Invasive jumping worm detected in Orleans County

Photo by Katie Oakes (left): Sample of Jumping worms brought into the Orleans County CCE office. Note the characteristic “coffee-grounds” appearance of the castings. Photo by UW Madison Arboretum (right): With nightcrawlers note the collar’s color and its distance from the head.

Posted 18 October 2021 at 3:43 pm

Press Release, Cornell Cooperative Extension in Orleans County

KNOWLESVILLE – The first confirmed case of the Asian Jumping Worm was submitted to the Diagnostic Lab at Orleans County Cornell Cooperative Extension last week.  The specimen came from a home in the village of Medina. The homeowner could not be sure how it arrived to the property.

The “Asian Jumping Worm” is the common name for three different species of earthworms in the Amynthas and Metaphire genera. As the common name suggests, these worms originated in Asia.

There are actually no native earthworms here in Orleans County. The ones we commonly see on rainy days are actually species from Europe, brought over during colonization. These jumping worms pose a greater threat than the European species, however, because they consume organic matter in the soil at far greater rates than the naturalized European species.

This rapid consumption causes big problems for both plant and animal life that relies on healthy soil. Jumping worms leave behind nutrient stripped castings that make it difficult for plants to thrive. These castings are pretty distinctive in appearance, often being compared to dried coffee grounds.

Photo by UW Arboretum: Tiny cocoons are difficult to see.

The worms also disturb and degrade the soil to such extent that, in heavy infestation areas, the forest floor has actually been dropping due to the diminishing soil organic matter. The soil disturbance can also encourage an inhospitable environment for vital soil fauna and those that depend on them for survival like salamanders, birds and other animals. These earthworms can also reproduce without mating, so they can multiply rapidly creating high densities in the soil.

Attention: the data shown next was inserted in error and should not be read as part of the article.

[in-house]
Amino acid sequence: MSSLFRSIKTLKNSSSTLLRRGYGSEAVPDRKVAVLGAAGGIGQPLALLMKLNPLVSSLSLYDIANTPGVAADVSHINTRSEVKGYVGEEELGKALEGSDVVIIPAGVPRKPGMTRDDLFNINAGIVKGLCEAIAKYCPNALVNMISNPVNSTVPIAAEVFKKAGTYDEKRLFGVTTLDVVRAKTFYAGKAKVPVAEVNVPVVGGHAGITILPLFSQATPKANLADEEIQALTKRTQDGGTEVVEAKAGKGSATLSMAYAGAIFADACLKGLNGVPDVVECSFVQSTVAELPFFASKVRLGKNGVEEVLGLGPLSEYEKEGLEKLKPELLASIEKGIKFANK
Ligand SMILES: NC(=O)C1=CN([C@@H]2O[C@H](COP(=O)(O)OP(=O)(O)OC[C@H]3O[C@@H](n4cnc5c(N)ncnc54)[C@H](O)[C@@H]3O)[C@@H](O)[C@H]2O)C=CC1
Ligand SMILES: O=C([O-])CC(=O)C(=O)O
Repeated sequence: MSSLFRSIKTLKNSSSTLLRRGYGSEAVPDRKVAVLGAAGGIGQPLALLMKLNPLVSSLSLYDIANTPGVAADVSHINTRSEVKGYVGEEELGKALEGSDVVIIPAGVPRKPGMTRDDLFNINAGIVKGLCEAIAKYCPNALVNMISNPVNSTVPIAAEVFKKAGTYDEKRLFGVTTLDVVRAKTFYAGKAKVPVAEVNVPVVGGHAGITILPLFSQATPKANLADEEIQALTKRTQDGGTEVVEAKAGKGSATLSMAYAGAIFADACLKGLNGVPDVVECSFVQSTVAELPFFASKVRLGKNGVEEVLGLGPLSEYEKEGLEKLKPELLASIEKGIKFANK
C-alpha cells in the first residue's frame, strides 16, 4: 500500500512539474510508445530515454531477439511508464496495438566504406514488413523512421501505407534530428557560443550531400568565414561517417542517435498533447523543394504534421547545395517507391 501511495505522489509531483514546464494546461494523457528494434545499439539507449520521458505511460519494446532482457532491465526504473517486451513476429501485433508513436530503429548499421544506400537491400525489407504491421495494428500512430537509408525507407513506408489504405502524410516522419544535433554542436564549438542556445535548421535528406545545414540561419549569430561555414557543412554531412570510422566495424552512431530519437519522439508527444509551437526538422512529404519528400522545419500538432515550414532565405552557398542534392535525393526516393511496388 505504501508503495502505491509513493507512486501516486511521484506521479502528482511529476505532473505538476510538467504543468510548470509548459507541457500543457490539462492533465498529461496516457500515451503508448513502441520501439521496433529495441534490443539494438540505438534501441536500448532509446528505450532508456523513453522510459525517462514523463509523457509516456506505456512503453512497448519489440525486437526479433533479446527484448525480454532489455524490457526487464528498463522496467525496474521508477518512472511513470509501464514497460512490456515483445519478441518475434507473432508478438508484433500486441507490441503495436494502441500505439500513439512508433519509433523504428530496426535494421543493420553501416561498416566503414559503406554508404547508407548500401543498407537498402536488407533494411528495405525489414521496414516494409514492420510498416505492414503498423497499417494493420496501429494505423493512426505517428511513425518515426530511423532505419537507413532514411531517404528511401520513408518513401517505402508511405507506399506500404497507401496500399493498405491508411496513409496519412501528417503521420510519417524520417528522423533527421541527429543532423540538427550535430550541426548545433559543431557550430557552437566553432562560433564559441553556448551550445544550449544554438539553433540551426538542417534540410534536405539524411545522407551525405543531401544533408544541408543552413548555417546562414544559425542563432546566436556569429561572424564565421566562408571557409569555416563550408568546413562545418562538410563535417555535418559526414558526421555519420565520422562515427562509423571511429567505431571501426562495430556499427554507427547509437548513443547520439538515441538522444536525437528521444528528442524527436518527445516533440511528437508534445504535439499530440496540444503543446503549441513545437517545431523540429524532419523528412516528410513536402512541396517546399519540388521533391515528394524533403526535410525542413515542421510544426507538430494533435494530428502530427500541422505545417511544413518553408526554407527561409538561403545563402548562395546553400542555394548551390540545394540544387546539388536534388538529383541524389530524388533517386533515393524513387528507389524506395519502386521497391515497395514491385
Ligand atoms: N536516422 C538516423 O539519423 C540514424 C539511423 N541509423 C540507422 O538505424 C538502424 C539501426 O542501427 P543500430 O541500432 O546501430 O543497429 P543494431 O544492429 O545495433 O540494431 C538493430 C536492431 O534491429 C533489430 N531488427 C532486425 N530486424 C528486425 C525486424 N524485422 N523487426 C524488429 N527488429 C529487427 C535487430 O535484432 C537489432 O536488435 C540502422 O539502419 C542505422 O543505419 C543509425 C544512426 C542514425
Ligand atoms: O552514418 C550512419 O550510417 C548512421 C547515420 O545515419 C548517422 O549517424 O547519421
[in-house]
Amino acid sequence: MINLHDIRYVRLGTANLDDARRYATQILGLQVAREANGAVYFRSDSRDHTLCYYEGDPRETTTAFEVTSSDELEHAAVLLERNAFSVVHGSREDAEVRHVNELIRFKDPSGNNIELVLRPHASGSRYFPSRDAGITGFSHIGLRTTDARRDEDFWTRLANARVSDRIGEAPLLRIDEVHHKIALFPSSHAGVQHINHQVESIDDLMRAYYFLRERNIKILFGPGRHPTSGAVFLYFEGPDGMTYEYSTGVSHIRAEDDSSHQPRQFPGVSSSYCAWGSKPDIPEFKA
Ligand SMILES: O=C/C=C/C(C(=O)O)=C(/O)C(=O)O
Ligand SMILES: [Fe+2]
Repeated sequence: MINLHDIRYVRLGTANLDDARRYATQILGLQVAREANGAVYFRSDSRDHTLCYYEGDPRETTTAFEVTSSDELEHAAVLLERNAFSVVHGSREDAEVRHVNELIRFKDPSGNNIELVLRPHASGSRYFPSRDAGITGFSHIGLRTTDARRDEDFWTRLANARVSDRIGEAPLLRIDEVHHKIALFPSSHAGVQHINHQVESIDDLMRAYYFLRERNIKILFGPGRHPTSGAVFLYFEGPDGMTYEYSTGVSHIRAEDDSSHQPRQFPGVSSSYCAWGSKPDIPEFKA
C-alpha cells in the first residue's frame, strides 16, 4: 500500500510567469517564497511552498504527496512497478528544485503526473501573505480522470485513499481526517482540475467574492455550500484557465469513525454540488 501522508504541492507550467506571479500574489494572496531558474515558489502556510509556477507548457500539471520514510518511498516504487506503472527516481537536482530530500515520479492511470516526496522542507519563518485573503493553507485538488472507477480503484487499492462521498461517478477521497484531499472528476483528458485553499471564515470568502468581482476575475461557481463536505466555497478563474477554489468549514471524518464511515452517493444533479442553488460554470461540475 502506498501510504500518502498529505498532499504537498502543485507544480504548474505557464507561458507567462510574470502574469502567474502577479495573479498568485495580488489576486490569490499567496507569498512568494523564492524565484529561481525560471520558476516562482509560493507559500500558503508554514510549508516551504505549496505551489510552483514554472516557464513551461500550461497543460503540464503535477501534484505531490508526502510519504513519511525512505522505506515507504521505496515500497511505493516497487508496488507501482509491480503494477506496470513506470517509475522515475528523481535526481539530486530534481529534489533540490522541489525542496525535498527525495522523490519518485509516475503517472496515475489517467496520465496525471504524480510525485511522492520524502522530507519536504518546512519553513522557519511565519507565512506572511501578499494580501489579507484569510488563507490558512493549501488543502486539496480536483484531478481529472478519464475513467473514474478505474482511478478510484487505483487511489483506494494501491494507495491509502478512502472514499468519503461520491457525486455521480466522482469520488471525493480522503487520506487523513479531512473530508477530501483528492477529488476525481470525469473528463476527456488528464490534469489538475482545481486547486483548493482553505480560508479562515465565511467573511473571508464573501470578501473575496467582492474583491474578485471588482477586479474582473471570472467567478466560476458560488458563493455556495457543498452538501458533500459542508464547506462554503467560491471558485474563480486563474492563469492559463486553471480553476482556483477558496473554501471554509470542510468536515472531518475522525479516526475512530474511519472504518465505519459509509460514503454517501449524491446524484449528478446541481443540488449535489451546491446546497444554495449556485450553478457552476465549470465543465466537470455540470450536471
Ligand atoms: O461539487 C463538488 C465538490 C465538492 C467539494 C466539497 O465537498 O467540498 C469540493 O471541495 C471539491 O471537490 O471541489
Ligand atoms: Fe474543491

Jumping worms can be distinguished from European earthworms by their behavior and their “clitellum” (the distinct band near the head of the worm). In the jumping worm, the clitellum is often closer to the head, and whitish in color and smooth (the European species tend to have raised clitellum that are pinkish-brown in color). The jumping worms will also often have “crazy” behavior, wriggling and thrashing erratically when exposed.

The spread of these invasive worms can be directly linked to human activity. Worms and their poppy-sized egg casings can be transported through soil, mulch, tools and equipment, shared or purchased plants, or even treads on shoes. Essentially any soil mass larger than a poppy seed has the potential to spread either worms or the cocoon egg masses. Adult worms will die off with the winter cold, however the cocoons will survive the winter, hatch in the spring and start the cycle over again.

Because these worms have now been confirmed to be present in Orleans County, it is important for homeowners and businesses to do their part to reduce the spread. Some key ways to prevent these invasive worms from becoming more prevalent in our community are:

  • Do not buy or use jumping worms for bait, vermi-composting, or gardening. Purchased earthworms may also be mislabeled, so learn to identify jumping worms by their look and behavior.
  • Scout the Soil: Check new mulch, compost, and soil for jumping worms and inquire with providers if measures have been taken to reduce the spread of jumping worms. If you can’t confirm the source is jumping worm-free, only purchase or trade mulch, compost, and soil that has been heated to appropriate temperatures and duration following protocols for reducing pathogens (104 – 130˚F for three days is sufficient).
  • Scan the Plants: Check the soil and roots of potted plants and trees for jumping worms or castings before planting them in your yard. When the option exists, choose bare-root plants over potted plants, ensuring no soil remains affixed. If you find jumping worms in materials you bring in, dispose of all contaminated soil and castings in the trash and kill worms by freezing or leaving in a bag out in the sun, then discard. Alternatively, worms may be killed using vinegar or rubbing alcohol.
  • Clean compost, soil and debris from vehicles, personal gear (clothing and boot treads), equipment, and gardening tools before moving to and from sites.
  • If jumping worms are present on your property, do not share or move plants. If you do move or share plants, wash roots and share them either bare-root or re-pot in sterile potting soil.

For more detailed information and images, please see the WNY PRISM Homeowners Guide to Asian Jumping Worms.

If you think you might have jumping worms on your property, please report them to

You can also call Orleans County Cornell Cooperative Extension at 585-798-4265 ext. 125 or email with any questions.

Resources: CCE Asian Jumping Worm Factsheet, WNY PRISM Homeowner’s Guide to Asian Jumping Worms.